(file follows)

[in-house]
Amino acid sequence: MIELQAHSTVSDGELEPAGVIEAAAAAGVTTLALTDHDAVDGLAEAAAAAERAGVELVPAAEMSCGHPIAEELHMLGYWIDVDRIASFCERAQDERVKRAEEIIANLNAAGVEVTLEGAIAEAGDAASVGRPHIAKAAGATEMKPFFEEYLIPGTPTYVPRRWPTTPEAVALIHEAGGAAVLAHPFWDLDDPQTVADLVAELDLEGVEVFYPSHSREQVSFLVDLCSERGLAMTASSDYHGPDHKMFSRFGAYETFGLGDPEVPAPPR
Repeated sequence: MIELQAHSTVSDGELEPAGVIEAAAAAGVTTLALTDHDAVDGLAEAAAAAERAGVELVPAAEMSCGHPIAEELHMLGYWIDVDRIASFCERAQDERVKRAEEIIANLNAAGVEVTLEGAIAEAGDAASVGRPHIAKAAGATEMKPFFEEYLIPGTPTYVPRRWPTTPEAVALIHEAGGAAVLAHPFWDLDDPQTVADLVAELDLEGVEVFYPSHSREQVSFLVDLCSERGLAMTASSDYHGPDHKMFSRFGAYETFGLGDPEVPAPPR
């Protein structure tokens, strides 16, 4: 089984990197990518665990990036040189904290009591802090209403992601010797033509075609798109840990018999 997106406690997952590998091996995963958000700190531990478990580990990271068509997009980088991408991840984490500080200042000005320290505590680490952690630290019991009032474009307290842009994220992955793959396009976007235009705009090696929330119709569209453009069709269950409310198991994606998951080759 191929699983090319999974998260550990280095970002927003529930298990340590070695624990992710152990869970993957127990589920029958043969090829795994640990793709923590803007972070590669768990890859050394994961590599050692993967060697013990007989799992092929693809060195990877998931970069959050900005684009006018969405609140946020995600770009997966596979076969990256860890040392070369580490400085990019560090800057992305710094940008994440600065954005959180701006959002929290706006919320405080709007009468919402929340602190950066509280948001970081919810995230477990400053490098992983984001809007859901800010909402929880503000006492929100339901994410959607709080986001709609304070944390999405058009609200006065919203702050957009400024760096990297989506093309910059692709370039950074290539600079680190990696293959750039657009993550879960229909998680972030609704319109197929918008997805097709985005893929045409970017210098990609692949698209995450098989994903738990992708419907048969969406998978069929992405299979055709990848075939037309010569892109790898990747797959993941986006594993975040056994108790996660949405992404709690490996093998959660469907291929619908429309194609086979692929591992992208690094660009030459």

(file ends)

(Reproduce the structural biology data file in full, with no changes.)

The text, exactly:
[in-house]
Amino acid sequence: MIELQAHSTVSDGELEPAGVIEAAAAAGVTTLALTDHDAVDGLAEAAAAAERAGVELVPAAEMSCGHPIAEELHMLGYWIDVDRIASFCERAQDERVKRAEEIIANLNAAGVEVTLEGAIAEAGDAASVGRPHIAKAAGATEMKPFFEEYLIPGTPTYVPRRWPTTPEAVALIHEAGGAAVLAHPFWDLDDPQTVADLVAELDLEGVEVFYPSHSREQVSFLVDLCSERGLAMTASSDYHGPDHKMFSRFGAYETFGLGDPEVPAPPR
Repeated sequence: MIELQAHSTVSDGELEPAGVIEAAAAAGVTTLALTDHDAVDGLAEAAAAAERAGVELVPAAEMSCGHPIAEELHMLGYWIDVDRIASFCERAQDERVKRAEEIIANLNAAGVEVTLEGAIAEAGDAASVGRPHIAKAAGATEMKPFFEEYLIPGTPTYVPRRWPTTPEAVALIHEAGGAAVLAHPFWDLDDPQTVADLVAELDLEGVEVFYPSHSREQVSFLVDLCSERGLAMTASSDYHGPDHKMFSRFGAYETFGLGDPEVPAPPR
């Protein structure tokens, strides 16, 4: 089984990197990518665990990036040189904290009591802090209403992601010797033509075609798109840990018999 997106406690997952590998091996995963958000700190531990478990580990990271068509997009980088991408991840984490500080200042000005320290505590680490952690630290019991009032474009307290842009994220992955793959396009976007235009705009090696929330119709569209453009069709269950409310198991994606998951080759 191929699983090319999974998260550990280095970002927003529930298990340590070695624990992710152990869970993957127990589920029958043969090829795994640990793709923590803007972070590669768990890859050394994961590599050692993967060697013990007989799992092929693809060195990877998931970069959050900005684009006018969405609140946020995600770009997966596979076969990256860890040392070369580490400085990019560090800057992305710094940008994440600065954005959180701006959002929290706006919320405080709007009468919402929340602190950066509280948001970081919810995230477990400053490098992983984001809007859901800010909402929880503000006492929100339901994410959607709080986001709609304070944390999405058009609200006065919203702050957009400024760096990297989506093309910059692709370039950074290539600079680190990696293959750039657009993550879960229909998680972030609704319109197929918008997805097709985005893929045409970017210098990609692949698209995450098989994903738990992708419907048969969406998978069929992405299979055709990848075939037309010569892109790898990747797959993941986006594993975040056994108790996660949405992404709690490996093998959660469907291929619908429309194609086979692929591992992208690094660009030459």